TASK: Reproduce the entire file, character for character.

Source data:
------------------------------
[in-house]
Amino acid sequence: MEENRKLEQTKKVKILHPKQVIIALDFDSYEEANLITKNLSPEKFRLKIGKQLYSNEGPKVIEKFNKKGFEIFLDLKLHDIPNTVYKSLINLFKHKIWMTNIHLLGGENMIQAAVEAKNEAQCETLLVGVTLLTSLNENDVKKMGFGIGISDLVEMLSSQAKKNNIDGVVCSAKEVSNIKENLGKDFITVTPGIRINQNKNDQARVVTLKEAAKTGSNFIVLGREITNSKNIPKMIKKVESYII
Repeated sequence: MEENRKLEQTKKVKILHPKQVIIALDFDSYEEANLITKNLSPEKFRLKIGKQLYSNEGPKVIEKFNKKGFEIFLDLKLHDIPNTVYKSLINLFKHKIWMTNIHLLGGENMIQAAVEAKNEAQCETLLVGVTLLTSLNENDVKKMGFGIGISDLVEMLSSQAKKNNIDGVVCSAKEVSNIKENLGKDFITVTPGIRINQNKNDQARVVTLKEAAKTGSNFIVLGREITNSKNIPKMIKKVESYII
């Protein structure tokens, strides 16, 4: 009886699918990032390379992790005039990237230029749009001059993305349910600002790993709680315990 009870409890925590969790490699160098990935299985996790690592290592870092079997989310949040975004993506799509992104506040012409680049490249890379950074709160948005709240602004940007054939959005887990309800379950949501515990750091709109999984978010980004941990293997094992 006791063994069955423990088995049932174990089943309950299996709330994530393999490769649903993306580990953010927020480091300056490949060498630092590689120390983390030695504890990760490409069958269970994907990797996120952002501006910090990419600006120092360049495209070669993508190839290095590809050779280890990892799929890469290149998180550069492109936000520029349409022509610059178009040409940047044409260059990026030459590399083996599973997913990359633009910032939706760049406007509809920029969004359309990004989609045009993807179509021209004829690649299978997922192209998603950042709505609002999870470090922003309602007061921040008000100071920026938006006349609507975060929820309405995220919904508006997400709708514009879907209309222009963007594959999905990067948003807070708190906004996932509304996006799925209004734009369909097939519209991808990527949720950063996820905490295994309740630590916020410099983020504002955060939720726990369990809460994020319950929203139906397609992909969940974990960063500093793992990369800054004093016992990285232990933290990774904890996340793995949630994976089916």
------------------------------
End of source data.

[in-house]
Amino acid sequence: MEENRKLEQTKKVKILHPKQVIIALDFDSYEEANLITKNLSPEKFRLKIGKQLYSNEGPKVIEKFNKKGFEIFLDLKLHDIPNTVYKSLINLFKHKIWMTNIHLLGGENMIQAAVEAKNEAQCETLLVGVTLLTSLNENDVKKMGFGIGISDLVEMLSSQAKKNNIDGVVCSAKEVSNIKENLGKDFITVTPGIRINQNKNDQARVVTLKEAAKTGSNFIVLGREITNSKNIPKMIKKVESYII
Repeated sequence: MEENRKLEQTKKVKILHPKQVIIALDFDSYEEANLITKNLSPEKFRLKIGKQLYSNEGPKVIEKFNKKGFEIFLDLKLHDIPNTVYKSLINLFKHKIWMTNIHLLGGENMIQAAVEAKNEAQCETLLVGVTLLTSLNENDVKKMGFGIGISDLVEMLSSQAKKNNIDGVVCSAKEVSNIKENLGKDFITVTPGIRINQNKNDQARVVTLKEAAKTGSNFIVLGREITNSKNIPKMIKKVESYII
């Protein structure tokens, strides 16, 4: 009886699918990032390379992790005039990237230029749009001059993305349910600002790993709680315990 009870409890925590969790490699160098990935299985996790690592290592870092079997989310949040975004993506799509992104506040012409680049490249890379950074709160948005709240602004940007054939959005887990309800379950949501515990750091709109999984978010980004941990293997094992 006791063994069955423990088995049932174990089943309950299996709330994530393999490769649903993306580990953010927020480091300056490949060498630092590689120390983390030695504890990760490409069958269970994907990797996120952002501006910090990419600006120092360049495209070669993508190839290095590809050779280890990892799929890469290149998180550069492109936000520029349409022509610059178009040409940047044409260059990026030459590399083996599973997913990359633009910032939706760049406007509809920029969004359309990004989609045009993807179509021209004829690649299978997922192209998603950042709505609002999870470090922003309602007061921040008000100071920026938006006349609507975060929820309405995220919904508006997400709708514009879907209309222009963007594959999905990067948003807070708190906004996932509304996006799925209004734009369909097939519209991808990527949720950063996820905490295994309740630590916020410099983020504002955060939720726990369990809460994020319950929203139906397609992909969940974990960063500093793992990369800054004093016992990285232990933290990774904890996340793995949630994976089916």